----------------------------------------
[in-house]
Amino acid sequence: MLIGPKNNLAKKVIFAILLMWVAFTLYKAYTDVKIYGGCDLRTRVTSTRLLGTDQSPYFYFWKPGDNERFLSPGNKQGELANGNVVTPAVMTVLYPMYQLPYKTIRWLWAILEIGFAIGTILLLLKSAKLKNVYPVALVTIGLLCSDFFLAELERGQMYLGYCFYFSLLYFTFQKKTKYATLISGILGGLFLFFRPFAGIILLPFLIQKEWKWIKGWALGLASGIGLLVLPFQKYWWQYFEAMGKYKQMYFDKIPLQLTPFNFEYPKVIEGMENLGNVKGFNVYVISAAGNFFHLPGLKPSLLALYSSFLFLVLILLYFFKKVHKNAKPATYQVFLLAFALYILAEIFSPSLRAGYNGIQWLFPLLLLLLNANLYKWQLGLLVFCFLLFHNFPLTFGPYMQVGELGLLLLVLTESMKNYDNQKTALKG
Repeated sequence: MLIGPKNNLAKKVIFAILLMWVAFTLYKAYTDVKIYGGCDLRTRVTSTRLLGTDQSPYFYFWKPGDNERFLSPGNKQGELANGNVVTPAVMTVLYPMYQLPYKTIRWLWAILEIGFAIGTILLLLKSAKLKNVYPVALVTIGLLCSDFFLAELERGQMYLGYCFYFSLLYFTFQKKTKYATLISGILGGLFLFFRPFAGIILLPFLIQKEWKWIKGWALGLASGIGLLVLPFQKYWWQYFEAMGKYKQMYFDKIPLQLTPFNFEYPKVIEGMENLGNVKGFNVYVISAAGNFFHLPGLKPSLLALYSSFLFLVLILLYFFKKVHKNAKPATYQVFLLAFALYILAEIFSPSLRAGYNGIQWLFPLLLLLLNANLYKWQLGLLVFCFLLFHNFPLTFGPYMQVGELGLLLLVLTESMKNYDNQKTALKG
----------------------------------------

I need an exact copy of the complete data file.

[in-house]
Amino acid sequence: MLIGPKNNLAKKVIFAILLMWVAFTLYKAYTDVKIYGGCDLRTRVTSTRLLGTDQSPYFYFWKPGDNERFLSPGNKQGELANGNVVTPAVMTVLYPMYQLPYKTIRWLWAILEIGFAIGTILLLLKSAKLKNVYPVALVTIGLLCSDFFLAELERGQMYLGYCFYFSLLYFTFQKKTKYATLISGILGGLFLFFRPFAGIILLPFLIQKEWKWIKGWALGLASGIGLLVLPFQKYWWQYFEAMGKYKQMYFDKIPLQLTPFNFEYPKVIEGMENLGNVKGFNVYVISAAGNFFHLPGLKPSLLALYSSFLFLVLILLYFFKKVHKNAKPATYQVFLLAFALYILAEIFSPSLRAGYNGIQWLFPLLLLLLNANLYKWQLGLLVFCFLLFHNFPLTFGPYMQVGELGLLLLVLTESMKNYDNQKTALKG
Repeated sequence: MLIGPKNNLAKKVIFAILLMWVAFTLYKAYTDVKIYGGCDLRTRVTSTRLLGTDQSPYFYFWKPGDNERFLSPGNKQGELANGNVVTPAVMTVLYPMYQLPYKTIRWLWAILEIGFAIGTILLLLKSAKLKNVYPVALVTIGLLCSDFFLAELERGQMYLGYCFYFSLLYFTFQKKTKYATLISGILGGLFLFFRPFAGIILLPFLIQKEWKWIKGWALGLASGIGLLVLPFQKYWWQYFEAMGKYKQMYFDKIPLQLTPFNFEYPKVIEGMENLGNVKGFNVYVISAAGNFFHLPGLKPSLLALYSSFLFLVLILLYFFKKVHKNAKPATYQVFLLAFALYILAEIFSPSLRAGYNGIQWLFPLLLLLLNANLYKWQLGLLVFCFLLFHNFPLTFGPYMQVGELGLLLLVLTESMKNYDNQKTALKG